Planning: Offering practical steps and tools that an individual may use to implement their desired change as a part of each group or activity planned throughout their stay and creating a viable discharge plan to support an individual to maintain sobriety long-term.

Motivational Interviewing Stages of Change

When an individual enters treatment, they may be at any point in the change process. In total, Motivational Interviewing identifies six stages of change through which the techniques of Motivational Interviewing are designed to help an individual move. The stages are as follows:

  • Stage 1: Precontemplation: In this first stage, an individual may be experiencing some negative consequences of their behavior or substance abuse but does not identify the issue as being serious enough for them to consider changing their behavior. In the contemplation stage, individuals have minimal interest or motivation to change.
  • Stage 2: Contemplation: During the contemplation stage, an individual may recognize their behavior as problematic but remains ambivalent about changing it. The individual has considered making a change or may desire to change but has not made a commitment to do so at this time. Someone may be open to feedback from others about the need to change but has not attempted to change their behavior or stop their substance use.
  • Stage 3: Preparation: During this stage, an individual has considered the positive and negative aspects of their current behavior and determined that the negative aspects are greater than the benefits they are receiving. The individual has made a commitment to change and internalizes their personal responsibility to make the change. They may have a plan or begin to consider how they might change but has not taken action at this time.
  • Stage 4: Action: In the action stage, an individual is actively involved in an effort to change their behavior. At any point that an individual makes effort to change their behavior, they are considered to be in the action stage. The individual understands that they must change their behavior or terminate substance abuse and that they are the one who must make the change.
  • Stage 5: Maintenance: In the maintenance stage, in an individual has grown to a level of efficiency that allows them to change their behavior and has likely established new behavioral patterns. The individual is still working on change but has become proficient at the actions required to maintain long-term change.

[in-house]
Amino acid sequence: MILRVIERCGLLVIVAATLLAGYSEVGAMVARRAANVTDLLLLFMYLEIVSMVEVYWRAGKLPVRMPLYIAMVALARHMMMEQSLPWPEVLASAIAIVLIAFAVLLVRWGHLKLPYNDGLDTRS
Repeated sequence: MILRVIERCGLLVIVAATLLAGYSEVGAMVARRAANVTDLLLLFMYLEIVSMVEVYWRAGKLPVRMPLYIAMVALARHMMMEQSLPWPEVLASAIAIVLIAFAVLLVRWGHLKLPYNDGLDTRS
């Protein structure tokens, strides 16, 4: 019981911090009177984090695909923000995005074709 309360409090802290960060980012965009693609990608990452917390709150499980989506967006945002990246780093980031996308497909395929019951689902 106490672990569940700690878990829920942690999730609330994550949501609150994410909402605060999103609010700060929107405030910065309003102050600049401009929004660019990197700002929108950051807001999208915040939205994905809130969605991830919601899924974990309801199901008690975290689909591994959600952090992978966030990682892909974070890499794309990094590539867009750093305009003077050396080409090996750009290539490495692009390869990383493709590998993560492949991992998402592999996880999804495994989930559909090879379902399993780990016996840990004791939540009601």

• Stage 6: Termination: In this final stage, an individual has applied all the changes needed and is able to manage new barriers or obstacles they may encounter. They may still continue to receive support from a formal program such as therapy or community-based meetings but they have resolved any ambivalence in regards to changing behaviors, and have implemented and maintained new behaviors.

Apex staff and clinicians are trained in Motivational Interviewing techniques and apply it in a variety of contexts throughout the treatment program. Clinicians and staff work collaboratively with our clients to identify an individual’s current readiness to change and throughout treatment, identify barriers and resolutions that may exist to help an individual move towards greater readiness or maintenance of change. We understand and respect that the circumstances that have brought someone into treatment at any particular moment are unique, just as each client is unique. Our trained team strives to use treatment methods that focus on meeting a client’s specific and unique goals. Motivational Interviewing is one client-centered approach that has proven very effective in helping clients align their values with their desired behavior and break free of behaviors that have been preventing that alignment in the past.